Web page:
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Family

Imputing Income in Family Law

Written by on December 17, 2018.

Before a lawyer or judge can determine an appropriate amount of support for a person to pay, it is necessary to first determine the support payor’s income. Sometimes this is easy – if you are an employee, with no complicating factors, your income is accurately reflected on line 150 of your income tax return. But what if you’re self-employed, with a large amount of business deductions? What if you sold some property and have a large capital gain? What if you withdrew money from your RRSP? ...

The All Families Are Equal Act

Written by on December 05, 2018.

On January 1, 2017 Ontario enacted the All Families Are Equal Act (the “Act”). The legislation amends several existing Acts, including the Children’s Law Reform Act, to establish new rules related to parentage, with the goal to ensure equal treatment for all parents, no matter their sexual orientation, capacity to reproduce or the number of parents in a child’s life. The existing legislation prior to the enactment of the Act failed to address conception through assisted reproductive tec...

In the Family Law Context: Custody and Guardianship of a Minor’s Property

Written by on November 06, 2018.

Frequently I meet with clients who inquire about having a Will prepared, given their separation.  They express concerns about their child(ren)’s future in the event something happens to them now that they are separated.  The typical client may ask about what happens to “custody” of their child(ren) in the event of their death, and have questions about who will look after the property that you wish to leave to your minor child(ren) upon your death. In Ontario under the Children’s Law...

Changes to the Child, Youth and Family Services Act (CYFSA)

Written by on September 07, 2018.

A change has occurred this year in Ontario which impacts the delivery of child welfare services to children, youth and families. The Child, Youth and Family Services Act (CYFSA) came into force on April 30, 2018, with Part X scheduled to come into force in January 2020. The Child, Youth and Family Services Act (CYFSA) puts children and youth at the centre of decision making and supports more responsive and accessible service delivery to children, youth and families. Effective January 1, 20...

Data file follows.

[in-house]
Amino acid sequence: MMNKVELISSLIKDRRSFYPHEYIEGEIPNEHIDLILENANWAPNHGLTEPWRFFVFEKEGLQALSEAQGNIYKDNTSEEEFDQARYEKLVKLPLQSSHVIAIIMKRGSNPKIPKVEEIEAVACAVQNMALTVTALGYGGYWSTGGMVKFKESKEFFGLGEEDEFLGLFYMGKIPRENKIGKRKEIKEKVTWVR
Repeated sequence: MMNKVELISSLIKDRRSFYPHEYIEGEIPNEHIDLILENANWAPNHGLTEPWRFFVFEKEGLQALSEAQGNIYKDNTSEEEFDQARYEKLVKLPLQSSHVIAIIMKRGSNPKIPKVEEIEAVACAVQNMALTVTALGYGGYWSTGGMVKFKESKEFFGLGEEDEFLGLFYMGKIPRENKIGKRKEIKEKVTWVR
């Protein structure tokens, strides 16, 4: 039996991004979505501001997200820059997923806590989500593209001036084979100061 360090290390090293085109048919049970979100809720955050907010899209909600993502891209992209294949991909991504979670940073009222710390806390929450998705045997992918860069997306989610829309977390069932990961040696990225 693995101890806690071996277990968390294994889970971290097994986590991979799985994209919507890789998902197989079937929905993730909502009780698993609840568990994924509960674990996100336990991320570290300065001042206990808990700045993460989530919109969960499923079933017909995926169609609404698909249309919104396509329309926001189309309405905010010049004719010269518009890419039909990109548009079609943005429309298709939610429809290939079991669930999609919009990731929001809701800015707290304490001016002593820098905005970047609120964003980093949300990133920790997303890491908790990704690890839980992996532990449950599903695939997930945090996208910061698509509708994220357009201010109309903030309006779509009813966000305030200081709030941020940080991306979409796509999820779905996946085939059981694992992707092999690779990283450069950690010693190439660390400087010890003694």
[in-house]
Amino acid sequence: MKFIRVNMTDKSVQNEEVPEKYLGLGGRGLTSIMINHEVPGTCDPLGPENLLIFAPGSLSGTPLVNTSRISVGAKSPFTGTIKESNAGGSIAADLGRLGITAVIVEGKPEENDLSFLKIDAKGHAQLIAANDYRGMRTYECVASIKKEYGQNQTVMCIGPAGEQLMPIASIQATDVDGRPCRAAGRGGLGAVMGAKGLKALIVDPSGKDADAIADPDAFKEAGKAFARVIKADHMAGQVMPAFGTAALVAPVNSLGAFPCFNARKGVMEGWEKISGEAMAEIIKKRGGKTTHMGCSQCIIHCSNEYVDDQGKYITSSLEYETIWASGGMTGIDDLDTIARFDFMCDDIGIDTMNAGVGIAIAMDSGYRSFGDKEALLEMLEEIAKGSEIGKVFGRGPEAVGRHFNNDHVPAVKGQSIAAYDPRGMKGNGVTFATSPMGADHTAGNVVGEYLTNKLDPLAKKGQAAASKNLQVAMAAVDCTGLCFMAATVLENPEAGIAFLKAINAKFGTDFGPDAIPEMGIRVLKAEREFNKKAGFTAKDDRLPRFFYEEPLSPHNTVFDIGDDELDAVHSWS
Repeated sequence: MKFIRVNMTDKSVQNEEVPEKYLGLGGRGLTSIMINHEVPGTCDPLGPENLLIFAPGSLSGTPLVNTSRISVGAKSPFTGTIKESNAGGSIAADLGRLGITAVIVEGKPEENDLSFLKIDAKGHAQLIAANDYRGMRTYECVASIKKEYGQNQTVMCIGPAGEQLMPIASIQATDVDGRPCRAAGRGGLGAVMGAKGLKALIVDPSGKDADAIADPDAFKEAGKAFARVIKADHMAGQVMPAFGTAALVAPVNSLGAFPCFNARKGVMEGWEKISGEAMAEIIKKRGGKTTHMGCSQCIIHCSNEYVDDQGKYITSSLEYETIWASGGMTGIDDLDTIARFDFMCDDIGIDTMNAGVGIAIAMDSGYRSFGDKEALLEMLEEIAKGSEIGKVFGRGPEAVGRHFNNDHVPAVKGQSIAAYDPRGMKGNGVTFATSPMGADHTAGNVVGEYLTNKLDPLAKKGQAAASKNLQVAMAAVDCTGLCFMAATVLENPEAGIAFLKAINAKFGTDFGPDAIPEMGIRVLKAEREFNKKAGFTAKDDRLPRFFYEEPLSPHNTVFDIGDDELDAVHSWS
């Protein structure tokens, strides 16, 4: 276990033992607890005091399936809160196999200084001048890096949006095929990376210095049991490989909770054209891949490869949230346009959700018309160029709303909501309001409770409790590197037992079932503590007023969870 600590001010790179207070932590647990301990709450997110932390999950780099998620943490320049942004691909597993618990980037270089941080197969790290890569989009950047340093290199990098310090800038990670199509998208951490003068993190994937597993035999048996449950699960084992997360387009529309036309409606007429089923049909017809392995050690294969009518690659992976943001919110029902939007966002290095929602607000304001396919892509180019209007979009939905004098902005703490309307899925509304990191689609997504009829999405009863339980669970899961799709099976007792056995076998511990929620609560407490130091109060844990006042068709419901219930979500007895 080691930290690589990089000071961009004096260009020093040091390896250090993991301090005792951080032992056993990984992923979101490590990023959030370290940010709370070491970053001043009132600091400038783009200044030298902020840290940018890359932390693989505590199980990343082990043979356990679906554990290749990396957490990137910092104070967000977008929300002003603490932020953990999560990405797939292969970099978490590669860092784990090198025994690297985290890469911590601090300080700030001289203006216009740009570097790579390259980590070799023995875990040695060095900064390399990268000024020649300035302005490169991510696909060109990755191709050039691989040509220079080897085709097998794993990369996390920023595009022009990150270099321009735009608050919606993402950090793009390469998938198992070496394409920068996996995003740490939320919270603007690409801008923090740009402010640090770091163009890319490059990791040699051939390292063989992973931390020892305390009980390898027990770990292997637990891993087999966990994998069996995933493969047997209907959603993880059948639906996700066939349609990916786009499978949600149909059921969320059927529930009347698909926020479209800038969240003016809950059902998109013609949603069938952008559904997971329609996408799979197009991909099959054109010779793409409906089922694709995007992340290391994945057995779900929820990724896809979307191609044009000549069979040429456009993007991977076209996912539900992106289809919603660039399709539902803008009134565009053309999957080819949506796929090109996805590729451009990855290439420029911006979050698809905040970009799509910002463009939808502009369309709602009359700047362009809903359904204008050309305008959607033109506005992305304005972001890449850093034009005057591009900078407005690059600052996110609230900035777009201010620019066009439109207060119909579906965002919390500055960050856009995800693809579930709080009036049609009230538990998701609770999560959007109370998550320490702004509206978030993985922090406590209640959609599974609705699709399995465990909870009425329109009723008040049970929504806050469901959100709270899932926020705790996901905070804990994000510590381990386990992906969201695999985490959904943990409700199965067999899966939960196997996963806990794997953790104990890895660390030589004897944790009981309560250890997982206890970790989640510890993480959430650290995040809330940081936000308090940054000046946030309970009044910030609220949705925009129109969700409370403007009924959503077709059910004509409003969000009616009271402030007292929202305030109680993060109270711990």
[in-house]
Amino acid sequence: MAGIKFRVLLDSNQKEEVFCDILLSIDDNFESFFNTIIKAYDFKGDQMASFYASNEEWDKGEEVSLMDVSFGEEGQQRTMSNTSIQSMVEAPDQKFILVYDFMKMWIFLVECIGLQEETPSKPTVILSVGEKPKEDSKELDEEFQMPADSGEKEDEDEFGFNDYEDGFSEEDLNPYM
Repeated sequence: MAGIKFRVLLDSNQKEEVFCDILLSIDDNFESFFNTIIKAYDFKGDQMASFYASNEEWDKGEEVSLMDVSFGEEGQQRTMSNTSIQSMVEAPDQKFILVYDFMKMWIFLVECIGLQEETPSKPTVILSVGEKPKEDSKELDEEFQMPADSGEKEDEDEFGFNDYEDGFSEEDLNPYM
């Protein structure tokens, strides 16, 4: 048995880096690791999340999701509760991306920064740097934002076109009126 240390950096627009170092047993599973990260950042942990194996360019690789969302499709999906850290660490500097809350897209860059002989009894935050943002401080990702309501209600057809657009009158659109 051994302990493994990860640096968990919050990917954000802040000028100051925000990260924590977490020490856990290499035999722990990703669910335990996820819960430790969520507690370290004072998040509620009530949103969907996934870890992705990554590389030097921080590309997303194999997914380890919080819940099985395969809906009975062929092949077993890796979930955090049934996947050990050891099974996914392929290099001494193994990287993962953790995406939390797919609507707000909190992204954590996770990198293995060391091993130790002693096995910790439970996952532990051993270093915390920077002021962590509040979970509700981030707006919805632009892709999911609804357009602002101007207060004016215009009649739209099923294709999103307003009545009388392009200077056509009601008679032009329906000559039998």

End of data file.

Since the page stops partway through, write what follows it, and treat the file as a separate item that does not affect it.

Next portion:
Marriage: Divorce or Annulment in Family Law?

Written by on May 01, 2018.

I recently spoke to someone who had legally married a few months prior. This person explained that once married, she and her new spouse did not live together as husband and wife. They did not consummate their legal union; meaning they did not have sexual intercourse after they married.    The client asked how could they proceed to end their marriage. Should they have the union annulled or should they proceed to get a divorce? A very interesting question because there is difference between ...

‘Predator’ Spouse, Take Note of Hunt v. Worrod

Written by on April 10, 2018.

Predatory marriages have drawn a lot of attention in recent years. They are believed to be on the rise. For families with single, elderly family members, this phenomenon is alarming. For Ontario’s estate litigators, the governing legal principles are infuriating. Too often in the past, the predatory spouse has prevailed because the common law offers limited recourse; that is, until Hunt v. Worrod.[1] Released in December 2017, Hunt v. Worrod may just have changed the legal landscape of predato...

How Will My Personal Injury Settlement Affect My Family Law Separation or Divorce?

Written by and on December 06, 2017.

When a personal injury matter settles, there are two primary ways the settlement can be paid out for an adult claimant: a lump sum cash payment, or a structured settlement. A structured settlement is created when some or all of a personal injury settlement is deposited with a life insurance company in exchange for guaranteed tax-free payments for a specific number of years or for the recipient’s lifetime. While it is common to structure the payments on a monthly basis, the structure can als...

Recent Court of Appeal Decision Classifies Structured Settlements as “Income” not “Property”

Written by on October 19, 2017.

In a recent decision, Hunks v Hunks, 2017 ONCA 247, the Court of Appeal ruled that structured settlement payments received after separation to replace lost wages should be classified as "income" not "property" for the purpose of calculating equalization and support. In Hunks v Hunks, the wife was injured in an accident during the marriage. A portion of the proceeds of her personal injury settlement were used to create a structured settlement/annuity for her, which provided her with monthly pa...

The Importance of Good Lawyer Advice in Family Law

Written by on March 21, 2017.

“Common sense seems to have gone out the window”  Lately there seems to be a trend in which judges have been rendering decisions where they are censoring litigants, counsel and government bodies such as Legal Aid of Ontario. In a recent decision the court found fault with the parties and Legal Aid of Ontario. In Abdulaali and Salihi, 2017 ONSC 1609, both parties were being assisted by Legal Aid.  The wife by Duty Counsel on her day at Court and the husband had a lawyer funded by a...

How To Legally Change Your Child’s Name In Ontario

Written by on February 07, 2017.

Periodically a client will ask if it is possible to change their child’s last name, from their former spouses’ name to their own, for example changing the child’s last name to their maiden name so the child and parent have the same last name. Firstly to apply to change a child’s name you must have legal custody the child. Further there cannot be a Court Order or Agreement that prohibits the change of the child’s name. So carefully review your Court Order or Agreement to see if this ...